How arrogant our European partners must think we are to lecture them on balancing growth with fiscal discipline when we have mastered neither.
In May, the U.S. unemployment rate rose to 8.2 percent. Our already sluggish GDP numbers were revised down. Initial claims for jobless benefits rose. Fewer than expected private-sector jobs were created. Job cuts actually climbed. And 23 million Americans remain unemployed or underemployed.
Yet, as our national debt clock ticks toward $16 trillion, the message from the White House this week is that Europe needs to take more steps to tackle its debt and economic woes.
“Back at you,” might be an appropriate response from German Chancellor Angela Merkel, a country that witnessed a first-quarter GDP surge.
Yet as my colleague Jack Martin, global chairman and chief executive of H+K Strategies, recently wrote: “Europe’s problems are the world’s problems.”
He’s right. In our increasingly interconnected world, mounting debt in Greece, austerity fatigue in France, and anti-incumbency sentiment in Germany all have a direct impact on the United States. And the growing unrest among Europeans, along with the gyrations of stock markets around the world, remains a cautionary tale for America, where deadlines loom.
In December, we will hit the debt ceiling once again. The Bush tax cuts and payroll-tax cuts will expire and automatic cuts kick in from the last failed debt-ceiling negotiations. The economy is facing a mammoth $607 billion hit in 2013.
“There's now an emerging consensus that more must be done to promote growth and job creation right now,” said President Obama after economic talks with Europe’s leaders at Camp David two weeks ago.
The president is correct. Growth is needed. But growth can mean very different things: growth through increased deficit spending, as tried in Greece with disastrous effects; growth through spending cuts, as tried in Germany, where frustration about supporting fellow Europeans is mounting; and, growth through tax increases as the new president of France proposes, the results of which have yet to be seen.
With the upcoming election and the future of the nation—even of the world—at stake, a balance of growth strategies is needed in the U.S. For Americans, jobs and the economy are the top concern. A majority of people in this country are already dissatisfied with the size and power of the federal government. They prefer a smaller government with fewer services and lower taxes.
Turning one dial alone will not tune the economy. Continued deficit spending will take us down the path to Greece. Tax increases like those proposed in France will take us down a similar path, albeit more slowly. And budget cuts without structural reforms will only postpone the trip.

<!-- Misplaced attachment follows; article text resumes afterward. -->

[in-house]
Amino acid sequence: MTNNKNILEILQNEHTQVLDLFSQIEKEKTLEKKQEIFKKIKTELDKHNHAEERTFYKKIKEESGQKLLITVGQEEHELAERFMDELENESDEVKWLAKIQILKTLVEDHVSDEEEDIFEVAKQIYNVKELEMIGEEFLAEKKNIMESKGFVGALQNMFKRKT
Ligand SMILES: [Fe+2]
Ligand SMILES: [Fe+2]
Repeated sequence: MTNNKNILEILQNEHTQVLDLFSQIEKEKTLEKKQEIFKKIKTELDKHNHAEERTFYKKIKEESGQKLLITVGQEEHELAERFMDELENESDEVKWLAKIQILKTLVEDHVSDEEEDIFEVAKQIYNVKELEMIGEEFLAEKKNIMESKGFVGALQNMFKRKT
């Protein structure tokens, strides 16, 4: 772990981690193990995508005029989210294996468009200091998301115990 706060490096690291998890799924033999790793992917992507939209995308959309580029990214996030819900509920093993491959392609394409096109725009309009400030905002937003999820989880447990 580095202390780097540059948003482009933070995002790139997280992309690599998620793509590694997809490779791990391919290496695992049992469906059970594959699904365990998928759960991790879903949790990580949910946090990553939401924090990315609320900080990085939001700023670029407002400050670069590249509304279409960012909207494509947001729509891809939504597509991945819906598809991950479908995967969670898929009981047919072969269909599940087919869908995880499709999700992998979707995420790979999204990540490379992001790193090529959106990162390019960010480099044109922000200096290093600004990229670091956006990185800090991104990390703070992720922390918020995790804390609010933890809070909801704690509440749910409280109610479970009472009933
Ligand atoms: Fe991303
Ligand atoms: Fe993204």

Europe’s definition of austerity—relying on tax increases alone—will not work here, as evidenced by California’s current woes. A balanced approach is needed with increased government spending in some areas, budget cuts in others, increased tax revenues not rates, and the hardest of all, structural reforms.
Two balanced plans have already been put on the table. Rep. Paul Ryan (R–Wis.) has proposed a budget, which was approved in the House last year “to preempt austerity by getting our borrowing under control, having tax reform for economic growth and preventing Medicare, Social Security, and Medicaid from going bankrupt.” Meanwhile, the Simpson-Bowles Plan, a bipartisan effort, utilizing both cuts and revenue increases, was handed to President Obama. Unfortunately, partisan politics prevailed and neither plan gained any traction.
“The breakdown of responsible budgeting is clear: out-of-control government spending; four consecutive trillion-dollar deficits; and a crushing burden of debt in the years ahead,” Ryan said last week at the opening of a House Budget Committee hearing.
“Both political parties share in the blame for our fiscal mess,” he added. “I believe it will require both political parties to work together to find common ground and right this fiscal ship.”
Ryan’s metaphor is apt. The alarm bells are sounding on the Titanic. The Dow ended last week down, losing all the ground it had gained for the year. And markets in the U.K., Germany, France, Spain, Japan, and China continue to roil. Our economic and political problems are theirs. And their economic and political problems are ours. The iceberg is dead ahead. The fiddling must end. It’s time to call all hands on deck to prevent the U.S.S. Economy from going down.